Future of Feminism: Music To Our Ears

For every little girl who grew up fantasizing of becoming a fairytale princess, there was another who dreamed of being a rock ‘n’ roll queen.

Thankfully, there are organizations popping up across the country who help girls explore such musical dreams, the Institute for Musical Arts (IMA) in Western Massachusetts being one of them. Founded in 1987, IMA is most known for its Rock ‘n Roll Girl’s Camp, a place where young women can “access their authentic creativity in a safe space … infiltrate the music industry (the world!) from within as it changes so vastly, and [gain] a sense of courage in knowing that they are not alone.”

In the male-dominated music industry, IMA provides not only a support system but the skills and tools to help budding rock ‘n’ rollers venture out into the world at large. Not only do they learn to play instruments and perform, but to arrange and “chart” music and engineer a recording studio.

Founding member June Millington (of Fanny, the first all-woman rock band to be signed by a major label) sums up why places like IMA are so essential for the lives of many young girls:

This is not fluff. It is powerful. People have an idea that rock ‘n roll girls’ camps are a luxury. They are not. The girls are forming a new sisterhood, learning how to work together in rhythm, and the self-esteem, confidence and pride they develop from within–with the help of staff, a barn full of equipment and the fact that in a very real way we hold this space for them (and those to come)–holds the key to our future.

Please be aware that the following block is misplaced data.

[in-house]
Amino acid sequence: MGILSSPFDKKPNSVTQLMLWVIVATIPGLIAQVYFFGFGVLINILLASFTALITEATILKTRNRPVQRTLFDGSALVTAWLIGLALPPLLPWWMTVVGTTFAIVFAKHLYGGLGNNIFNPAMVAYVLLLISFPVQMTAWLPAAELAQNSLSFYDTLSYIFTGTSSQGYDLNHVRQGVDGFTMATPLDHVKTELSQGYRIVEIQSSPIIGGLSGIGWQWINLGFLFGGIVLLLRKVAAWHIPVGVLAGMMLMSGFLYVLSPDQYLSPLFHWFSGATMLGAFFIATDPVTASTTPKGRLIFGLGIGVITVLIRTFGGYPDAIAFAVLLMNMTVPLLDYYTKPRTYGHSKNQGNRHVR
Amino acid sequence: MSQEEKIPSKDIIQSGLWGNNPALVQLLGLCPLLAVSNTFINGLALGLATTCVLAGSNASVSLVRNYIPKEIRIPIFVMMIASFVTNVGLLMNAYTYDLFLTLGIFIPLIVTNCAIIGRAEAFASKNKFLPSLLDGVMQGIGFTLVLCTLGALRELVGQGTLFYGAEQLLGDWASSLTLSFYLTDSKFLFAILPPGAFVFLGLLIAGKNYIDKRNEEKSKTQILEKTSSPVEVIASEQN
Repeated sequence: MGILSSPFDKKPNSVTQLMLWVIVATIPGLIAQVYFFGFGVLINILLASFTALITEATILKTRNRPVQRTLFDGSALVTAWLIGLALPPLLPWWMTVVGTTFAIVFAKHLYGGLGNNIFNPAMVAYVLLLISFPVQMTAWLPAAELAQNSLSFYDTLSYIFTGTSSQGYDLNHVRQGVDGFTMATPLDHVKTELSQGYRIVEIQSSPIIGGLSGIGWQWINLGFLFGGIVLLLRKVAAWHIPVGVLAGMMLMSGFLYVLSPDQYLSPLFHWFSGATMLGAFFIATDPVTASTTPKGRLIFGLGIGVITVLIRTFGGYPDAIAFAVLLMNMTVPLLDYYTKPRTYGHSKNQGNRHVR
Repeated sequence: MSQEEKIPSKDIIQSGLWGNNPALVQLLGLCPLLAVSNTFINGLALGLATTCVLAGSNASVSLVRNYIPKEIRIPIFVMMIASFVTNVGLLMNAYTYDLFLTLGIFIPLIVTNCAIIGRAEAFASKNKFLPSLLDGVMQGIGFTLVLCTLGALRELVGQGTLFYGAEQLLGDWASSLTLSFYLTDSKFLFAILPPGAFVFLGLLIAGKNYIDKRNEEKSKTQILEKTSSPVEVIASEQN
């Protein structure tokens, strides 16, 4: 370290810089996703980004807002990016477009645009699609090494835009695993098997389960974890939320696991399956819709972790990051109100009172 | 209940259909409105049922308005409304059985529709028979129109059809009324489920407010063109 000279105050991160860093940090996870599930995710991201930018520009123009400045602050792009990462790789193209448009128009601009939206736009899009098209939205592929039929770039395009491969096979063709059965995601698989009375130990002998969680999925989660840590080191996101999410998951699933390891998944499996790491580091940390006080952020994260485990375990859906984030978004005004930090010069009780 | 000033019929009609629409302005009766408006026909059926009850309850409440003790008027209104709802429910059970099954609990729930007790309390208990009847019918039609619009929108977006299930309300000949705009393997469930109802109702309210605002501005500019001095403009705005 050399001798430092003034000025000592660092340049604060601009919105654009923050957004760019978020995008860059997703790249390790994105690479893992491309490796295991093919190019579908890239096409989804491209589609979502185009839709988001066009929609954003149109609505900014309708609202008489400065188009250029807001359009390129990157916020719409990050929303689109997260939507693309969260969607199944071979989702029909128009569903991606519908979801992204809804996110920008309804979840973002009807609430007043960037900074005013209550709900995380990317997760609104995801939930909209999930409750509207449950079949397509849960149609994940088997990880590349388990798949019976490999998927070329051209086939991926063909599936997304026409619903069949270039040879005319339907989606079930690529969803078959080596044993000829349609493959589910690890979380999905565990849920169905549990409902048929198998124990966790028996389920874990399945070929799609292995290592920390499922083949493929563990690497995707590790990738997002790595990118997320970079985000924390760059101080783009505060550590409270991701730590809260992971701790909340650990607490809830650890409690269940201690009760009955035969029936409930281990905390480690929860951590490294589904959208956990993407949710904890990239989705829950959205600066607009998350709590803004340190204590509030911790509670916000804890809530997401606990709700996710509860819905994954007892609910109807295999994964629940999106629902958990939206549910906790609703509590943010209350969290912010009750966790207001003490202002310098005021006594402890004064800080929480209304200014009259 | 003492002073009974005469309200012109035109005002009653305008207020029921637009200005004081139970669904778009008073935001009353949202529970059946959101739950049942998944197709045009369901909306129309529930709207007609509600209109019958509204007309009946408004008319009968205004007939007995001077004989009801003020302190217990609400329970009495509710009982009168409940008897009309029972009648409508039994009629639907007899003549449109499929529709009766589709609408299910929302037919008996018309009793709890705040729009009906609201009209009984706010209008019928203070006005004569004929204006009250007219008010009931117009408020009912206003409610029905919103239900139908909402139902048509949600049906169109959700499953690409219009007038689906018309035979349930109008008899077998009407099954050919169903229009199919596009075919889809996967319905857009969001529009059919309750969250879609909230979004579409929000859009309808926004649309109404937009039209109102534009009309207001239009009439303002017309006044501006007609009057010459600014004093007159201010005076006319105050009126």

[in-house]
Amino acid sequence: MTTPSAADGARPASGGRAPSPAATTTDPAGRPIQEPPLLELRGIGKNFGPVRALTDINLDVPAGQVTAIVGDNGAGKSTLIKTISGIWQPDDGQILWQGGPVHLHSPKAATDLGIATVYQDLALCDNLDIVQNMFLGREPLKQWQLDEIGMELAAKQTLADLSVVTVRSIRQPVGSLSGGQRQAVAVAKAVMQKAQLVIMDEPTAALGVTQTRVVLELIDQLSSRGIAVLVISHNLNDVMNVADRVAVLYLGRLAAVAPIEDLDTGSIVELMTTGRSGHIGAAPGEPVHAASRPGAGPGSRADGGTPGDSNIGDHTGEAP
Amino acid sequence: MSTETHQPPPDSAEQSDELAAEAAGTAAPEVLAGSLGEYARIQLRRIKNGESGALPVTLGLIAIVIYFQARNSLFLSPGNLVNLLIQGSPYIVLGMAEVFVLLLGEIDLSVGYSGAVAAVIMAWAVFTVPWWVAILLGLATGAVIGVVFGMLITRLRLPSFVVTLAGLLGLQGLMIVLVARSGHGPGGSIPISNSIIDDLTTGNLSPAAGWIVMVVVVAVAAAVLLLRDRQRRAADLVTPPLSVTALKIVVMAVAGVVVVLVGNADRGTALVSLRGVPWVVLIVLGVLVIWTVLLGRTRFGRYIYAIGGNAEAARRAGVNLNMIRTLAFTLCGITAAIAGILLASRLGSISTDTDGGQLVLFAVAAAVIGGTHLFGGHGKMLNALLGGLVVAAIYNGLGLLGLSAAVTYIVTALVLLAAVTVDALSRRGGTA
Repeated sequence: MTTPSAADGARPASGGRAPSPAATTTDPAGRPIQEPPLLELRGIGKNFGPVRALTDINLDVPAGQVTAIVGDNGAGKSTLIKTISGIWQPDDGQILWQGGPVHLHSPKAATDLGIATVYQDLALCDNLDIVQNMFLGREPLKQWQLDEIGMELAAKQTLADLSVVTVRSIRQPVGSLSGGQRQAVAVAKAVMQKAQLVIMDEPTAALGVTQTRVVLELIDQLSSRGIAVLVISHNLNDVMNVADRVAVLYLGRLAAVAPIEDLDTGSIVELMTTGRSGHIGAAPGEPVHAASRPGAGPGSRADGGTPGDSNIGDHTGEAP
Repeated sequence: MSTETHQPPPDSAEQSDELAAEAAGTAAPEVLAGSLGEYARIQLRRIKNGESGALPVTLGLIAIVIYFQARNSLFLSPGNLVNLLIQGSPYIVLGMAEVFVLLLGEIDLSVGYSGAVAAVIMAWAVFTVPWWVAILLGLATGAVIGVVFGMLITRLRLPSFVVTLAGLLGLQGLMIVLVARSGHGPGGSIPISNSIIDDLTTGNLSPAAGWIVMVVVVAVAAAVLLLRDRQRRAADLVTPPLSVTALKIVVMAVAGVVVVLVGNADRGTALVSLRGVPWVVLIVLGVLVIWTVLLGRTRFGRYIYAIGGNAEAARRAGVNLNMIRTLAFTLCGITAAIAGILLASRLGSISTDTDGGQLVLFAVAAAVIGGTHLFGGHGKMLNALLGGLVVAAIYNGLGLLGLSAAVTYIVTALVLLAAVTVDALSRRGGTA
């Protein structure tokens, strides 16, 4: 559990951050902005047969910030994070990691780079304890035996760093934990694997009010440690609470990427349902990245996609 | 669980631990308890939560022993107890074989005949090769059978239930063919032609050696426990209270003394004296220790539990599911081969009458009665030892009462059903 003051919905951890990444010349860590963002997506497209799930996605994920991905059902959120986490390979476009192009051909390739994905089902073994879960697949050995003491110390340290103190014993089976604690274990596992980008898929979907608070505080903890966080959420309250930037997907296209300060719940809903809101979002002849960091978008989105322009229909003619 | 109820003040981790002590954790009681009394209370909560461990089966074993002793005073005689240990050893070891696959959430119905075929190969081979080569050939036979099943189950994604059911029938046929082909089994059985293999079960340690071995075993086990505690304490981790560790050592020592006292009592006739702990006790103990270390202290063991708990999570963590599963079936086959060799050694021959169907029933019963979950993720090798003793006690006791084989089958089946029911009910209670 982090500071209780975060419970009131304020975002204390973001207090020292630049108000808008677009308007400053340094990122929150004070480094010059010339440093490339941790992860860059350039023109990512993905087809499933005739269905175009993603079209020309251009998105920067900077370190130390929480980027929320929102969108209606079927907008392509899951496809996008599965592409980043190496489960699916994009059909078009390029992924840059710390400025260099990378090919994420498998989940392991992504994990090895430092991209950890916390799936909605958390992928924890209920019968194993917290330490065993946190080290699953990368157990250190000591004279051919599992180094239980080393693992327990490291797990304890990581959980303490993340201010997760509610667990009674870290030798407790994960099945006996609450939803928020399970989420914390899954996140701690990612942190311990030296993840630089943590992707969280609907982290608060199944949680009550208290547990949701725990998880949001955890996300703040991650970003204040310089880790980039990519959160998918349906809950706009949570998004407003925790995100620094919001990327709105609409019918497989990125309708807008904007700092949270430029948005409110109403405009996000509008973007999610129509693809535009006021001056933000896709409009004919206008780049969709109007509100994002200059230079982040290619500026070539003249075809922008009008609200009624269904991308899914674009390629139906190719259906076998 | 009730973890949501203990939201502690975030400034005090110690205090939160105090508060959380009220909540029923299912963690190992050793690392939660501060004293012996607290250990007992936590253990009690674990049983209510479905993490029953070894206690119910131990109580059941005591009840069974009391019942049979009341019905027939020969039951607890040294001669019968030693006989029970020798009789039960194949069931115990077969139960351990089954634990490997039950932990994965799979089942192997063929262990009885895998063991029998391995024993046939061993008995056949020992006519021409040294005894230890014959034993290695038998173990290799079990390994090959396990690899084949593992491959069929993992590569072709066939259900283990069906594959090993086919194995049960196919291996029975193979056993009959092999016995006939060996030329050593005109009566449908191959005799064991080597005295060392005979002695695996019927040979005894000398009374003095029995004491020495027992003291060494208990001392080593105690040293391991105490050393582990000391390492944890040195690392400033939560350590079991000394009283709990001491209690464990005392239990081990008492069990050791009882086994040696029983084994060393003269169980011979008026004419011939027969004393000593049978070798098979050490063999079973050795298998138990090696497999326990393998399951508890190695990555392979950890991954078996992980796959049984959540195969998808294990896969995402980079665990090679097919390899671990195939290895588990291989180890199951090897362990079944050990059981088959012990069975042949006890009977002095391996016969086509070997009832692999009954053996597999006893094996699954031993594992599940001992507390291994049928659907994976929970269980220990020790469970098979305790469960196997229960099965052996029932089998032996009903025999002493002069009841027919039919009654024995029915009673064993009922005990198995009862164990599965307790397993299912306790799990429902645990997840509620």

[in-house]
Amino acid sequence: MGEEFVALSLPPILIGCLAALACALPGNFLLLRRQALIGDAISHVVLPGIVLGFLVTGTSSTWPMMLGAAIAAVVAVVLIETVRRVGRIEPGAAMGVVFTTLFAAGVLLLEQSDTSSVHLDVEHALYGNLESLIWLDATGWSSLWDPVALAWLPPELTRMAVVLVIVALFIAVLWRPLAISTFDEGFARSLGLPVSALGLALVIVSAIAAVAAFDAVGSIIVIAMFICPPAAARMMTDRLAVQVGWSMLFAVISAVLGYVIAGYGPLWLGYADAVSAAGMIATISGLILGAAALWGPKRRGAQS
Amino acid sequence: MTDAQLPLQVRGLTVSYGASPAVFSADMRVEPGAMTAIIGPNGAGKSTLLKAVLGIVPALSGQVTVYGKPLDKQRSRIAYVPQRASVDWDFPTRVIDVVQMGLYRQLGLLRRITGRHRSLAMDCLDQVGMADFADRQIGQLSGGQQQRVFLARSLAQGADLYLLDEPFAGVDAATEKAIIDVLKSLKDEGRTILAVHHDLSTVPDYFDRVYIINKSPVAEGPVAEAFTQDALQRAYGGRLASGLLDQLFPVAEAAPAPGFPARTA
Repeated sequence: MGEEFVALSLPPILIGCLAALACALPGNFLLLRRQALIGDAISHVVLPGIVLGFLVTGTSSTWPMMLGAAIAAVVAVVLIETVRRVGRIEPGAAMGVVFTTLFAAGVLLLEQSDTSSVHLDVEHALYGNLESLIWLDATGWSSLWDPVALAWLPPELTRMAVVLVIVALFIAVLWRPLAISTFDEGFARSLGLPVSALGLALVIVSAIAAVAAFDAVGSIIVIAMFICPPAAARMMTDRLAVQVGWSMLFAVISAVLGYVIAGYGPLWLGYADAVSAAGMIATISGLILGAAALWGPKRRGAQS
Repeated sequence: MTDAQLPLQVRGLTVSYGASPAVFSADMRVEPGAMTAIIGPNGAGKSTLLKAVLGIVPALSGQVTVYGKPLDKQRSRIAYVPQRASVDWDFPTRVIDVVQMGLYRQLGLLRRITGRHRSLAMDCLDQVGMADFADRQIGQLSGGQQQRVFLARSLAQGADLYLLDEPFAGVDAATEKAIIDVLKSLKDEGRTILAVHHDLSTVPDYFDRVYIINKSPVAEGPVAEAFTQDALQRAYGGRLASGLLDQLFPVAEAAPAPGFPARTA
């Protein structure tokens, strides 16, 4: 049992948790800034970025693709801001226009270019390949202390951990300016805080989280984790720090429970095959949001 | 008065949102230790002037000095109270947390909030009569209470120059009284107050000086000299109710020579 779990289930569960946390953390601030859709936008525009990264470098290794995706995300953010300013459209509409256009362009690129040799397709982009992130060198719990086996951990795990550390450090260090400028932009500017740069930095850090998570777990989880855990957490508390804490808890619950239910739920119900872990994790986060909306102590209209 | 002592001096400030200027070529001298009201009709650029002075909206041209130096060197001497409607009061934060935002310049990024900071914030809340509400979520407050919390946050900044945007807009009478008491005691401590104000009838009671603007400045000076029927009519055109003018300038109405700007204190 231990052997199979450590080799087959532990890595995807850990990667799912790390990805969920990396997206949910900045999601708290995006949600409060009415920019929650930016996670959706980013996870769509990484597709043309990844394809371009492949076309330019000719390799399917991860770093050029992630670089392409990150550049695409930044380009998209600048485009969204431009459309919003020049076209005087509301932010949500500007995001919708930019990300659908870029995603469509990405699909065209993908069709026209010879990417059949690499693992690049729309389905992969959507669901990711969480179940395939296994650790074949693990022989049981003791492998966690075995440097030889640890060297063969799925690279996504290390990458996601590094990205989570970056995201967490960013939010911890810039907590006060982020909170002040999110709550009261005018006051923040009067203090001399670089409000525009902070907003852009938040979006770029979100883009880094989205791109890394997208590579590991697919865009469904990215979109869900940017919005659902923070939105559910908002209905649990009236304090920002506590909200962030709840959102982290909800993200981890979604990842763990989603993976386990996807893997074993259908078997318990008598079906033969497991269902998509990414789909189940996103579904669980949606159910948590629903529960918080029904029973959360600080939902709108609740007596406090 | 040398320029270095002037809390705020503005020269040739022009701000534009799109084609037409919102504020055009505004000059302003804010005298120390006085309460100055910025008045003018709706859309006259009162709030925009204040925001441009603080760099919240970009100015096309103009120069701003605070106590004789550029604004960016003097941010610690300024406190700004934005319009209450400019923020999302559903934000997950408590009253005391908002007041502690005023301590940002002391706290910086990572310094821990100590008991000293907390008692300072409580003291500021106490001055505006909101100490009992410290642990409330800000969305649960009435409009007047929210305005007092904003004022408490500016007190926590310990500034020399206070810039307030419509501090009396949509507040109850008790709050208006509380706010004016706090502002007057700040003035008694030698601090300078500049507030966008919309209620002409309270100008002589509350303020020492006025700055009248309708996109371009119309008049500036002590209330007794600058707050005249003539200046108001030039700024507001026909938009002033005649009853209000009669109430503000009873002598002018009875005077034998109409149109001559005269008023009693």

This summer, IMA will celebrate its 25th anniversary with a day-long music festival called “Lady and the Amp: Celebrating a Decade of Girls Rockin’ the Summer.” It will feature many of the amazing young artists who have attended IMA’s summer programs over the past ten years. Here’s the sort of talent you might see:

Photo from Flickr user le_huf under Creative Commons 3.0.



  1. Awesome camp!!! I have taught at music studios on Cape Cod where all students are encouraged to play their instruments together. Quite a few girls sign up for Rock Band classes. It is so wonderful to see the next generation of musicians onstage and playing their hearts out.

  2. these girls in the video rock. I hope they actually do get signed to some label somewhere. I would buy their cd.

  3. Marina Seaborne says:

    oh please this IS a luxury i am a teen who would love to have such an opportunity but i cant because my parents cant afford me summer camp.

  4. Bjorn Akerman says:

    Writing from Sweden I can only agree, I have seen three nieces play music and grow. At least two of them turned not musicians in the end, but I’m quite sure they are confident in what the do now partly because the felt they were good at playing music.

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